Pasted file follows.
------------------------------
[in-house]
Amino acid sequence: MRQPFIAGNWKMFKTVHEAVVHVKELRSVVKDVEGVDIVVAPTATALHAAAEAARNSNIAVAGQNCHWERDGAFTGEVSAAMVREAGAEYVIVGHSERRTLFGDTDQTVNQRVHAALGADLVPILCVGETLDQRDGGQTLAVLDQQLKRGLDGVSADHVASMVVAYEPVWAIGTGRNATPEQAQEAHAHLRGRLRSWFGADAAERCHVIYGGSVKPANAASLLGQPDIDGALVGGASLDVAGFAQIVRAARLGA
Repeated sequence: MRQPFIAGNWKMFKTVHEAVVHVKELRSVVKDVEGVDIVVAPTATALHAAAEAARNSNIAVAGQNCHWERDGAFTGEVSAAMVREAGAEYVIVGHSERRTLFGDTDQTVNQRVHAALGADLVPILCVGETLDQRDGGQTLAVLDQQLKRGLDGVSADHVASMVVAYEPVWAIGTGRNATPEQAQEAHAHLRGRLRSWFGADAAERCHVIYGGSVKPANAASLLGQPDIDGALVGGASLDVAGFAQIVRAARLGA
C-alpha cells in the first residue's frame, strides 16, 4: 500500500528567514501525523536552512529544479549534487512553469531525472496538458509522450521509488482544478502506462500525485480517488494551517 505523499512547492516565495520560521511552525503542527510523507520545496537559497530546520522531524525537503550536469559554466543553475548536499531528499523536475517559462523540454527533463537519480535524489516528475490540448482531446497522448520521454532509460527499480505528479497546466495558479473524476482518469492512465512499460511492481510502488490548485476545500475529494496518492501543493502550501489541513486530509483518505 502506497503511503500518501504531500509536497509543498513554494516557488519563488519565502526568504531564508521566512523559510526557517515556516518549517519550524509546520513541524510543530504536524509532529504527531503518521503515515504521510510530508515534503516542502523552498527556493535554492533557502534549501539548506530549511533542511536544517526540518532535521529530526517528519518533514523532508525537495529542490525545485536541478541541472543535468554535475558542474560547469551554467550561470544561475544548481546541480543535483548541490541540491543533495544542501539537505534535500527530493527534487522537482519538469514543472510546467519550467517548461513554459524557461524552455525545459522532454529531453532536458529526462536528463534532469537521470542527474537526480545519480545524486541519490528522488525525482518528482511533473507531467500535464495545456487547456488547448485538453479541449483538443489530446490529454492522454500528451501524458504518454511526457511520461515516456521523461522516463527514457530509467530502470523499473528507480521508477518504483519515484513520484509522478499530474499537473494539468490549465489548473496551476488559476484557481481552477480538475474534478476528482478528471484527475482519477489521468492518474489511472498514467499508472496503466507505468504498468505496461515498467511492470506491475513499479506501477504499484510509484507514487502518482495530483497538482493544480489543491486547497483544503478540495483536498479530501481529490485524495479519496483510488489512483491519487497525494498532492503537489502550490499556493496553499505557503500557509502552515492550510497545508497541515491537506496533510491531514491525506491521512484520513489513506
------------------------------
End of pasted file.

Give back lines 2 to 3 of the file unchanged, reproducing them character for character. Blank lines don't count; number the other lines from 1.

Amino acid sequence: MRQPFIAGNWKMFKTVHEAVVHVKELRSVVKDVEGVDIVVAPTATALHAAAEAARNSNIAVAGQNCHWERDGAFTGEVSAAMVREAGAEYVIVGHSERRTLFGDTDQTVNQRVHAALGADLVPILCVGETLDQRDGGQTLAVLDQQLKRGLDGVSADHVASMVVAYEPVWAIGTGRNATPEQAQEAHAHLRGRLRSWFGADAAERCHVIYGGSVKPANAASLLGQPDIDGALVGGASLDVAGFAQIVRAARLGA
Repeated sequence: MRQPFIAGNWKMFKTVHEAVVHVKELRSVVKDVEGVDIVVAPTATALHAAAEAARNSNIAVAGQNCHWERDGAFTGEVSAAMVREAGAEYVIVGHSERRTLFGDTDQTVNQRVHAALGADLVPILCVGETLDQRDGGQTLAVLDQQLKRGLDGVSADHVASMVVAYEPVWAIGTGRNATPEQAQEAHAHLRGRLRSWFGADAAERCHVIYGGSVKPANAASLLGQPDIDGALVGGASLDVAGFAQIVRAARLGA